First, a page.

Well, since I seem to be re-reading a few horror novels this month, I thought that I’d talk about re-readability today. After all, a horror story is at it’s most frightening when the reader encounters it for the first time. They don’t know what to expect, so they are more likely to feel shock or nervousness. Fear of the unknown is, after all, one of the most powerful types of fear out there.
But, if you want people to re-read your horror story, then what can you do? Here are a few basic tips.
1) Shock tactics: This is the crudest and least reliable way to get readers to come back to your horror story, but it can work sometimes.
This technique involves including something so shocking that it will linger in the reader’s memory long after they have forgotten everything else about your story. Whilst this will put some readers off from ever re-reading your novel, it may also spur morbid nostalgia in some other readers and make them want to re-read the story years later to see if it is as shocking as they remember.
Again, this is a very crude way of adding re-readability and it will probably backfire with a portion of your audience. But, don’t underestimate the value of “Is this really as shocking as I remember?”
2) Atmosphere: A more sophisticated way to make your horror story re-readable is to include things that don’t rely on startling or shocking the reader. In other words, things like atmosphere, creepy background details, thematic elements, unseen horrors and stuff like that.
If you are able to create an ominous sense of dread, then this is probably going to “work” even when your reader already knows how the story’s plot will turn out.
This is why, despite some fairly dated elements, the vintage horror fiction of H.P.Lovecraft not only has an enduring fanbase but has also inspired many other horror writers too. Instead of relying on cheap shocks, Lovecraft tends to focus more on things that are creepy no matter how many times you read them (eg: psychological horror, unseen monsters, atmospheric descriptions etc..).
Likewise, if you create a suitably original, atmospheric and creepy fictional location for your story, then this place is going to linger in your audience’s imaginations. And, with the courage that comes from knowing how a story ends, your reader might even get nostalgic about this place.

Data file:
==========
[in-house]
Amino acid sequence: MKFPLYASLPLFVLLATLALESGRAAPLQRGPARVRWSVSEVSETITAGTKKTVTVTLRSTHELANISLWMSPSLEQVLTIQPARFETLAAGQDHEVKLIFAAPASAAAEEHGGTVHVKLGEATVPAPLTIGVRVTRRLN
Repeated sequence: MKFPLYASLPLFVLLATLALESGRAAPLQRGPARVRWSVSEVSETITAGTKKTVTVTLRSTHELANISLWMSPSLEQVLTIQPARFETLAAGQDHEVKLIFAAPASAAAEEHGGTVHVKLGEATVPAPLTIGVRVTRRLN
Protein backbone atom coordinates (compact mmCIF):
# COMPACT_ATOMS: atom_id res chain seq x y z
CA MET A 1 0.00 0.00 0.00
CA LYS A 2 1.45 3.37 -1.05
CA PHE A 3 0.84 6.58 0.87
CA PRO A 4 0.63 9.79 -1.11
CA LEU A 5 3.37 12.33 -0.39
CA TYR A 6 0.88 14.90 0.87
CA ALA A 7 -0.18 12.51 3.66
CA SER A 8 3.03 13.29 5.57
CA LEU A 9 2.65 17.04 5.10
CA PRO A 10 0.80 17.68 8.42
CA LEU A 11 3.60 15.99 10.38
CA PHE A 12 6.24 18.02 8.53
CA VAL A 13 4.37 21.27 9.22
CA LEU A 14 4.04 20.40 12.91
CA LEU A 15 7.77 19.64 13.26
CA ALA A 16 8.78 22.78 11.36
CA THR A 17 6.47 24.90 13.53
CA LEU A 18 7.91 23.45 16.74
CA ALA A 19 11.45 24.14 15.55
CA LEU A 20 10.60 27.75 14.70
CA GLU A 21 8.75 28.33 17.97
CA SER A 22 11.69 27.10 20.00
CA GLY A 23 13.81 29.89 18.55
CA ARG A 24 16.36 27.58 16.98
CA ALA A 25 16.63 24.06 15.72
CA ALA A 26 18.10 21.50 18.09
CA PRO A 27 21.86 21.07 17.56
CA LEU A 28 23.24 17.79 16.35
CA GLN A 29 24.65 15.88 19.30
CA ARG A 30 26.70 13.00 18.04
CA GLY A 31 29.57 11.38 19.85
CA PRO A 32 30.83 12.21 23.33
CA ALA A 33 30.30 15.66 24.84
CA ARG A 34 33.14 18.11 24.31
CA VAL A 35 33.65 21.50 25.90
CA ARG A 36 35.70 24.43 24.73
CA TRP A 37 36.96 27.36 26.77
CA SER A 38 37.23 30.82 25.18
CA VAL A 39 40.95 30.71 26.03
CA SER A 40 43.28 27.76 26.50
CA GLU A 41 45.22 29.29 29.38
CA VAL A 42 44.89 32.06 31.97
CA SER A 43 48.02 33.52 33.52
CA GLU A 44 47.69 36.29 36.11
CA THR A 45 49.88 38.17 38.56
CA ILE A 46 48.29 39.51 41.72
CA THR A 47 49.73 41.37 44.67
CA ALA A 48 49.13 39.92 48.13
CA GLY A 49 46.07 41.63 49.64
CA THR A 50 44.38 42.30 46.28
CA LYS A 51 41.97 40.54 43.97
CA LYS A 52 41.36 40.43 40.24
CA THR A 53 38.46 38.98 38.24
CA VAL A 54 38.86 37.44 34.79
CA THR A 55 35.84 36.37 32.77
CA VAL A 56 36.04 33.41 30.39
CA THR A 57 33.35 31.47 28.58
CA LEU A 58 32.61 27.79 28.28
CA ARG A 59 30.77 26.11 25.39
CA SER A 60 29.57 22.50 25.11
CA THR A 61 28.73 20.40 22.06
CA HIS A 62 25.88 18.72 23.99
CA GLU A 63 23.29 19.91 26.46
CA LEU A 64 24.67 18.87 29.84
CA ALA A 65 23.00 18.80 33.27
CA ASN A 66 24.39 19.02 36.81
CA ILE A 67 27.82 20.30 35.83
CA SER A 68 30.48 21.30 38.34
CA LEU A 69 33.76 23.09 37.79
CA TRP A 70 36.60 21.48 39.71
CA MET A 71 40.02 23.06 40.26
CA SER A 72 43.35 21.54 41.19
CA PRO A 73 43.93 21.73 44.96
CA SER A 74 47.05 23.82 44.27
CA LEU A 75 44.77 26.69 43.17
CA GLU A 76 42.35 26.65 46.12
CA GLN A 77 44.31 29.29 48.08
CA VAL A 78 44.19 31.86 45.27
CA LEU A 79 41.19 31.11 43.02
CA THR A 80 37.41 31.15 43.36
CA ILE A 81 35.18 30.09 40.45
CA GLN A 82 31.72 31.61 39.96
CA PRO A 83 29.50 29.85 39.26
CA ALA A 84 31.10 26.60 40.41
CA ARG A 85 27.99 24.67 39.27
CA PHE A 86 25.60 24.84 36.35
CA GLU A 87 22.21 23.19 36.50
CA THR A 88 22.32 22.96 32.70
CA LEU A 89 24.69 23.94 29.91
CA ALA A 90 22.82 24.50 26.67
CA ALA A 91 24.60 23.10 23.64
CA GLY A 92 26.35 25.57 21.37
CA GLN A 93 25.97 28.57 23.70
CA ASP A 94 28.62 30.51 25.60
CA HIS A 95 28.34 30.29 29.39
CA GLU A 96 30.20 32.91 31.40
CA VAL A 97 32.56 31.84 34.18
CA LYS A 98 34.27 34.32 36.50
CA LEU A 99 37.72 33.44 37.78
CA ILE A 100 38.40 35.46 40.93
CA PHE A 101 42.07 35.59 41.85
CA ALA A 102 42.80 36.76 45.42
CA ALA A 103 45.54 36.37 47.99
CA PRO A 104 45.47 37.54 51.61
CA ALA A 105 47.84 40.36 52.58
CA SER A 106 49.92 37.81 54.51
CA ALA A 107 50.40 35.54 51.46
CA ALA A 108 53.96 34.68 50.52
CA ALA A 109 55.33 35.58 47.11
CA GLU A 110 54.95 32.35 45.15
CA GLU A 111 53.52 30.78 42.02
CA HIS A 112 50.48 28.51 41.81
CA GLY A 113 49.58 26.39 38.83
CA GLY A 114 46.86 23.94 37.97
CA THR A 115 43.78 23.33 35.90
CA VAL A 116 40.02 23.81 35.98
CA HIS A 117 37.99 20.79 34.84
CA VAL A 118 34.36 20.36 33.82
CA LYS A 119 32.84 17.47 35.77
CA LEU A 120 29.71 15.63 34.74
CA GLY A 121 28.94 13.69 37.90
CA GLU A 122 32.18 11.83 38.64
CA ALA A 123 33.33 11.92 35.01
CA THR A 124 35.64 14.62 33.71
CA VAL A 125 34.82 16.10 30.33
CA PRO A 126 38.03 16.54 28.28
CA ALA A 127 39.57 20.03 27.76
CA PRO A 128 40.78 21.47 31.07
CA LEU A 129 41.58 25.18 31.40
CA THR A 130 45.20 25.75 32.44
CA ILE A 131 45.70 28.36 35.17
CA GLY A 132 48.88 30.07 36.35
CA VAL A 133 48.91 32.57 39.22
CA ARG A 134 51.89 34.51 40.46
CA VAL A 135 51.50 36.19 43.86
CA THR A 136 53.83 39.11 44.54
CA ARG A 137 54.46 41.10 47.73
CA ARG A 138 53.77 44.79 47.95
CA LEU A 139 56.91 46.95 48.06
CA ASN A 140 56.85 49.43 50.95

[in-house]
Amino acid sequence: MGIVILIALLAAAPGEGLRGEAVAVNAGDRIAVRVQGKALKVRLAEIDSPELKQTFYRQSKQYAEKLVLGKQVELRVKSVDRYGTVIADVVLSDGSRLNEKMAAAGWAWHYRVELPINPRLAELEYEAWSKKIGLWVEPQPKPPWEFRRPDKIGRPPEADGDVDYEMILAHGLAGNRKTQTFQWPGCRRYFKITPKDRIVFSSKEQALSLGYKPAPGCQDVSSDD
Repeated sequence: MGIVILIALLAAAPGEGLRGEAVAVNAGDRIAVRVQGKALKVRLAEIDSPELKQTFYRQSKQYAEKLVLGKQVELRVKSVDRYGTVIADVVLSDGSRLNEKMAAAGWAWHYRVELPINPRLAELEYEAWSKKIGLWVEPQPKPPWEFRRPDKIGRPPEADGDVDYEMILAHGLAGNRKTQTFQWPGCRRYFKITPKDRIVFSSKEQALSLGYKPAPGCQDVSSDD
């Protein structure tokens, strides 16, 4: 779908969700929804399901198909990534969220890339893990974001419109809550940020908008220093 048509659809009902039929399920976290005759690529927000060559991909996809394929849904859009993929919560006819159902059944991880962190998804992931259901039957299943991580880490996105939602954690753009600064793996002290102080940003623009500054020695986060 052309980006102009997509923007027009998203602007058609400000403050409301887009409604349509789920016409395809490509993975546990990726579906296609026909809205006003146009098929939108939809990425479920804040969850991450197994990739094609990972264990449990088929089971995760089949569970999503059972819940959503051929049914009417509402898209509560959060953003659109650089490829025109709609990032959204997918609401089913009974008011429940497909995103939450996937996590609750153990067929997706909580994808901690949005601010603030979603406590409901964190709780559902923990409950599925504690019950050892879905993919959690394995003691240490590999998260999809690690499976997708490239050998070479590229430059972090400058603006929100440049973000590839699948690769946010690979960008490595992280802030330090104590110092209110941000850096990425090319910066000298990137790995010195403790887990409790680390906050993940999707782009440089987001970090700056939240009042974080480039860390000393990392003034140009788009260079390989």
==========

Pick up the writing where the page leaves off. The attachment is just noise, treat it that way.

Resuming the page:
A good videogame-based example of this are the first three “Silent Hill” games. Not only do these three game have an incredibly unsettling atmosphere that remains scary no matter how many times you play them, but the nightmarish locations are so creative that you’ll probably want to re-visit Silent Hill every now and then just out of morbid nostalgia.
3) Hidden depths: An even more sophisticated way to make your horror story re-readable is to add hidden depths to it. To add themes, subtext, humour etc… that only really becomes obvious when the reader already knows what to expect. In other words, put something behind the scares and shocks that your reader will only notice when they return to your story more well-prepared for it.
A great example of this is Chuck Palahniuk’s short story “Guts”. This is, upon first reading, an incredibly gross story that will make even the most jaded horror fans grimace and wince with horrified revulsion. It is a story with an inventively grotesque final act that you can’t un-read. It is the kind of story where having the fortitude to finish a first reading of it is probably something worth bragging about.
Yet, when I re-read it a year or two later, I found it hilarious. Because I knew what to expect, I didn’t feel shocked by the story’s events. So, all of the dark comedy hiding in the background was a lot more obvious than it had been the first time round. The immature stupidity of the characters, the common theme between the story’s three acts and the exaggerated nature of the story’s events are extremely funny. But, you’ll probably only notice this when you re-read the story.
So, yes, hiding a lot of interesting stuff behind your horror story’s more obviously frightening or disturbing elements can be a great way to give your readers some “added value” when they re-read your story.
Anyway, I hope that this was useful 🙂